www.mar-eco.no /learning-zone/backgrounders/deepsea_life_forms/weird_and_wonderful_deep_sea_fish2   (1434 words)

  
 Deep Sea Fish
Students are shown photos of various weird deep-sea fish as they hear about their general characteristics, including feeding and reproductive habits typical of animals in the deep sea.
Lasiognathus saccostoma: This fish has a huge overbite, which gave it the latin name meaning "grotesque among grotesques." It has a "fishing rod" on top of its head with a lure and three bony hooks, which serve to frighten away prey.
Ask each group to present their fish, highlighting the essential characteristics that make it a fish and explaining its adaptations for life in the deep sea and the significance of other features that the fish may have.
marinediscovery.arizona.edu /lessonsF00/tube_worms/2.html   (2197 words)

  
 BBC NEWS | Science/Nature | Deep-sea fish stocks 'plundered'
Fish stocks in international waters are being plundered to the point of extinction, a leading conservationist group has said.
Illegal fishing and bottom-trawling in deep waters are to blame, according to a report from WWF.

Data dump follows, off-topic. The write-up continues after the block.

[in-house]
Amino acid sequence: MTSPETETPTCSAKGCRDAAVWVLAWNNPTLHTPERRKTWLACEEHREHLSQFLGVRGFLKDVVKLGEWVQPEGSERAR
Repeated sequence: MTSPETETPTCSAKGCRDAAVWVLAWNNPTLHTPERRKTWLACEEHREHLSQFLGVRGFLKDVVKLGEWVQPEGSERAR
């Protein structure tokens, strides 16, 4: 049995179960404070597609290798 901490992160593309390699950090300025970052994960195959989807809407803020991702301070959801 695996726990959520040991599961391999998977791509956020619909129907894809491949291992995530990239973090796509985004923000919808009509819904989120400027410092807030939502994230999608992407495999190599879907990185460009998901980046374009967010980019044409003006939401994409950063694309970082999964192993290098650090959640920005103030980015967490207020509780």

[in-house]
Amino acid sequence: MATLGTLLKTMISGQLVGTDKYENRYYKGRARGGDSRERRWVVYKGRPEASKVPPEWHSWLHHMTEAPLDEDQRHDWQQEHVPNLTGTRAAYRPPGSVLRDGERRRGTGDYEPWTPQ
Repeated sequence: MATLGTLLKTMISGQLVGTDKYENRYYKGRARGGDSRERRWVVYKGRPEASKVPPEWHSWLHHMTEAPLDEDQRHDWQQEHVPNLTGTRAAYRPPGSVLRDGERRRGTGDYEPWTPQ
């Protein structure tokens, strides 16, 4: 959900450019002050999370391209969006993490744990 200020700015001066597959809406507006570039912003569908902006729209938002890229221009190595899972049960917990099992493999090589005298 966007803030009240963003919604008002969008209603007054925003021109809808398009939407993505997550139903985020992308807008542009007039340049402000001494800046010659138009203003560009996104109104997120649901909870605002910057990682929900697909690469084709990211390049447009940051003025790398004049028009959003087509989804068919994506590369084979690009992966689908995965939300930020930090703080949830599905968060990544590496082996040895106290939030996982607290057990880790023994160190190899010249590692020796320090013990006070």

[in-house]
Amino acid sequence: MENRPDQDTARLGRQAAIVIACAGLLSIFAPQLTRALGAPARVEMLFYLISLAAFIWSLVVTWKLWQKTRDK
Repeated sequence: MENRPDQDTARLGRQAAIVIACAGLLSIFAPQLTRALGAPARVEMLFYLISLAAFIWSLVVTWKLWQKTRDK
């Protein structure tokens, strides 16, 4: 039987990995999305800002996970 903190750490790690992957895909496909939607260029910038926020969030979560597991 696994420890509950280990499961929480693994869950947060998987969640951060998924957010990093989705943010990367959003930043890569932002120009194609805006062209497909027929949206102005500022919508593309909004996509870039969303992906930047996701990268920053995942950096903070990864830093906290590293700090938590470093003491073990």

Illegal fishing "by highly mobile fleets under the control of multinational companies" was identified as one of the worst threats to marine life.
news.bbc.co.uk /go/rss/-/1/hi/sci/tech/4996268.stm   (477 words)

  
 Deep Sea Fish Stocks 'In Crisis'
Blue whiting, a deep sea relative of cod, tend to be caught in international waters, from north Africa to the Barents Sea.
The majority of fish caught are used as fishmeal, with a small number being caught for human consumption.
A precautionary fishing quota of 650,000 tonnes was set in 1994, but the system broke down in 2000.
www.rense.com /general54/deepseafishstocks.htm   (395 words)

  
 Marine World - Article about deepsea fish
The target fish are often long-lived, late maturing, slow-breeding species such as the roundnose grenadier and the orange roughy.
As deep sea fisheries have increased, scientists have tried to estimate the size of deep-sea stocks and the level of fishing effort that they can support.
In deep water areas northwest of the UK (ICES Area VI), the cpue for this species declined quite quickly after the fishery commenced in 1991, and by 1994 it was 25% of initial catch rates.
www.ices.dk /marineworld/deepseafish.asp   (670 words)

  
 Deep sea fish in hoax tsunami email | Practical Fishkeeping magazine
According to NORFANZ, the fish pictured were captured during a series of over 150 deep water trawls in depths of up to 2000m.